The temperature’s rising, but sadly, you don’t have any money to stock your ice cream truck. Winter is just around the corner, but unfortunately, you don’t have the funds to fill the shelves in your ski town gift shop. If you run a seasonal business, these scenarios are probably all too familiar to you. When the busy season arrives, you need to buy inventory, hire help, and pay for a load of other expenses, but when you haven’t collected any revenue yet, covering those costs can be next to impossible. That’s why a lot of seasonal business owners turn to revolving loans and lines of credit.
What Is a Revolving Loan?
A revolving loan is set up so you can use the funds, pay them back, and use them again, and these loans take their name from that revolving cycle. A credit card is a common example of this type of loan. You can spend up to your limit. Then, you can repay all or part of the loan. Finally, as needed, you can spend and repay the funds again and again.
What Are Examples of Revolving Loans?
Beyond credit cards, the most popular revolving loans are lines of credit. Overdraft lines of credit, for example, are connected to your bank account. When you write a cheque or use the debit card attached to your account, the bank draws the funds from that line of credit if you don’t have any funds available in your bank account. When you deposit money into your account, the line of credit gets covered, but you can spend it again as needed. Another popular revolving loan is a home equity line of credit. This works just like any other revolving line of credit, but the equity in your home backs up the loan.
What’s the Difference Between a Revolving Line of Credit and an Instalment Loan?
Generally, the opposite of a revolving loan is an instalment loan. With instalment loans, you can’t spend and pay down the loan like you can with revolving loans. Instead, you get a lump sum of money, and you make monthly payments. Called instalments, these payments tend to be the same amount every month, and they’re structured so you pay off the loan in a certain amount of time. For instance, car loans and mortgages are instalment loans.
Why Are Revolving Loans Ideal for Seasonal Business Owners?
As a seasonal business owner, you don’t have a steady revenue stream like most other business owners, and that can be hard to manage. Usually, when the busy season starts, you haven’t collected any revenue in months, but you need money to set up for the season. A revolving loan fills the gap. You can use the loan to fund your operations, and then, when the revenue starts pouring in, you can repay the loan. The following busy season, you can repeat the process, as long as the loan or line of credit is still open.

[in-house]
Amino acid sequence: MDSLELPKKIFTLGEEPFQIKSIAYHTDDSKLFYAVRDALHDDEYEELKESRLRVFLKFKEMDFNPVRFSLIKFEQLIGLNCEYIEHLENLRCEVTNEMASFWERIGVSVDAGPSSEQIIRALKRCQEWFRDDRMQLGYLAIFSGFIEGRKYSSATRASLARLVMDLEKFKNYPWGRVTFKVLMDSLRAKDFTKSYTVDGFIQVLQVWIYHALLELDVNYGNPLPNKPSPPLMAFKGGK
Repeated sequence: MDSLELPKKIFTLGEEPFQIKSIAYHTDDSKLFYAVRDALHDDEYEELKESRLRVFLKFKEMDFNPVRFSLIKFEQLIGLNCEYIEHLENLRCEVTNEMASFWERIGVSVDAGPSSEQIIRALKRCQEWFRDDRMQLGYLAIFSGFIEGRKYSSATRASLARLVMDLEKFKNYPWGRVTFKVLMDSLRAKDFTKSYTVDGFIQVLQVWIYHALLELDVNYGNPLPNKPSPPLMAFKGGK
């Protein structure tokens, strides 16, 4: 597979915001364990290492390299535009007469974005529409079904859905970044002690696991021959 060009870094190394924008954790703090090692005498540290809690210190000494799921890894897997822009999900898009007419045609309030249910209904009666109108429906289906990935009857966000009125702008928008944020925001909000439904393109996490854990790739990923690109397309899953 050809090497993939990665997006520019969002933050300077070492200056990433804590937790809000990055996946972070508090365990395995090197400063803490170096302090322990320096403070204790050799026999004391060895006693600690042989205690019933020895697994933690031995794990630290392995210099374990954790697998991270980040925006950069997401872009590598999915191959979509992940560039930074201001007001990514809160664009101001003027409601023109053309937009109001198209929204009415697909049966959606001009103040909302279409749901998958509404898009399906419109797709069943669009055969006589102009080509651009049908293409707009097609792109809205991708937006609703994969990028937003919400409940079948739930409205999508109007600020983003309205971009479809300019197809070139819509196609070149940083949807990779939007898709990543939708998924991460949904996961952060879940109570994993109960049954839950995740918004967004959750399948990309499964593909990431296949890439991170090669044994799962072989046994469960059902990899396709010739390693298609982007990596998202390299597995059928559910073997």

What Are the Benefits of a Revolving Line of Credit?
With a revolving loan, you don’t have to take advantage of the full amount, and that can save you money on interest. To explain, say you take out an instalment loan from a bank. Ultimately, you decide you don’t need most of the funds, but you still end up paying interest on the whole loan. In contrast, with a revolving line of credit, you can choose whether you want to use the funds, and you only incur interest on the funds you actually spend. With credit cards, in particular, you usually don’t pay any interest if you pay off the balance the same month you spend the funds. In addition, the payments are often a small percentage of the balance, so you don’t have to worry about making huge payments.
What Are the Disadvantages of a Revolving Line of Credit?
The major downfall with a revolving line of credit is you might not be able to pay down the loan, and then you won’t have access to the funds again when you need them. Because of that, if you decide to use a revolving line of credit for your seasonal business, you need to be diligent about paying it off.
Additionally, many lines of credit charge annual maintenance fees, so be sure to read the small print before deciding, and remember to pay attention to the interest rate. Credit cards are notorious for charging high interest rates, and many unsecured lines also have relatively high rates. On top of that, lenders often reserve the right to change the terms of the loan, which can make these loans slightly unpredictable. In most cases, lenders only change the interest rate or close the line of credit if you make a late payment or break other terms of the agreement.
What Are Alternatives to Revolving Loans?
Not sure that a revolving line of credit is right for you? Luckily, there are alternatives. The best option is to set aside funds at the end of the busy season so you’re financially ready for the next season. If possible, see if some of your vendors would be willing to extend longer credit terms. That way, you can stock the shelves and worry about the bills later.
If you just need a short-term loan, you may want to consider a working capital loan. Typically, you get those loans from private lenders, and you repay them with a percentage of your sales.
Handling cash flow is always a challenge, and in fact, cash flow woes are one of the main reasons small businesses shut their doors. This is even more challenging when you run a seasonal business, but a revolving line of credit may be the solution you need.